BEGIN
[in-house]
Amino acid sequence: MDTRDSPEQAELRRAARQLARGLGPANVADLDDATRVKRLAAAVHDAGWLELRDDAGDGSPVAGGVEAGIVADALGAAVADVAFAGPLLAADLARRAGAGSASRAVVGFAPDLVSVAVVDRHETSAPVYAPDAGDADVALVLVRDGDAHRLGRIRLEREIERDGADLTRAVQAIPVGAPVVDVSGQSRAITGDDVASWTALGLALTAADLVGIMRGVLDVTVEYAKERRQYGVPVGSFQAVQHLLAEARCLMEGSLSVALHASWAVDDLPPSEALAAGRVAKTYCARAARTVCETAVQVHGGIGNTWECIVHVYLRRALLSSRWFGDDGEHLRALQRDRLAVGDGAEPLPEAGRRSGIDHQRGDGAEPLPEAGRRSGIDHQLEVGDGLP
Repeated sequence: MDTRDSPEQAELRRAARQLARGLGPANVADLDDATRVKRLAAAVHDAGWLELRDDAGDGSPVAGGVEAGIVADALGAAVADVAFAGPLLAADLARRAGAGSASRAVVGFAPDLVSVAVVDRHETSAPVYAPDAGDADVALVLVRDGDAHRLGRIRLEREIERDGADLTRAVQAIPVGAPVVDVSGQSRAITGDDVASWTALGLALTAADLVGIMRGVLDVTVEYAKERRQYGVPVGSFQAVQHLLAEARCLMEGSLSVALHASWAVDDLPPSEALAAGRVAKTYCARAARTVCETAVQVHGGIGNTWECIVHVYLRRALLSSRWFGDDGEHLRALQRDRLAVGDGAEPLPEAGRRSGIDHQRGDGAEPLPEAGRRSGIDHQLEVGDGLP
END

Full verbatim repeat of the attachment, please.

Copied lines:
[in-house]
Amino acid sequence: MDTRDSPEQAELRRAARQLARGLGPANVADLDDATRVKRLAAAVHDAGWLELRDDAGDGSPVAGGVEAGIVADALGAAVADVAFAGPLLAADLARRAGAGSASRAVVGFAPDLVSVAVVDRHETSAPVYAPDAGDADVALVLVRDGDAHRLGRIRLEREIERDGADLTRAVQAIPVGAPVVDVSGQSRAITGDDVASWTALGLALTAADLVGIMRGVLDVTVEYAKERRQYGVPVGSFQAVQHLLAEARCLMEGSLSVALHASWAVDDLPPSEALAAGRVAKTYCARAARTVCETAVQVHGGIGNTWECIVHVYLRRALLSSRWFGDDGEHLRALQRDRLAVGDGAEPLPEAGRRSGIDHQRGDGAEPLPEAGRRSGIDHQLEVGDGLP
Repeated sequence: MDTRDSPEQAELRRAARQLARGLGPANVADLDDATRVKRLAAAVHDAGWLELRDDAGDGSPVAGGVEAGIVADALGAAVADVAFAGPLLAADLARRAGAGSASRAVVGFAPDLVSVAVVDRHETSAPVYAPDAGDADVALVLVRDGDAHRLGRIRLEREIERDGADLTRAVQAIPVGAPVVDVSGQSRAITGDDVASWTALGLALTAADLVGIMRGVLDVTVEYAKERRQYGVPVGSFQAVQHLLAEARCLMEGSLSVALHASWAVDDLPPSEALAAGRVAKTYCARAARTVCETAVQVHGGIGNTWECIVHVYLRRALLSSRWFGDDGEHLRALQRDRLAVGDGAEPLPEAGRRSGIDHQRGDGAEPLPEAGRRSGIDHQLEVGDGLP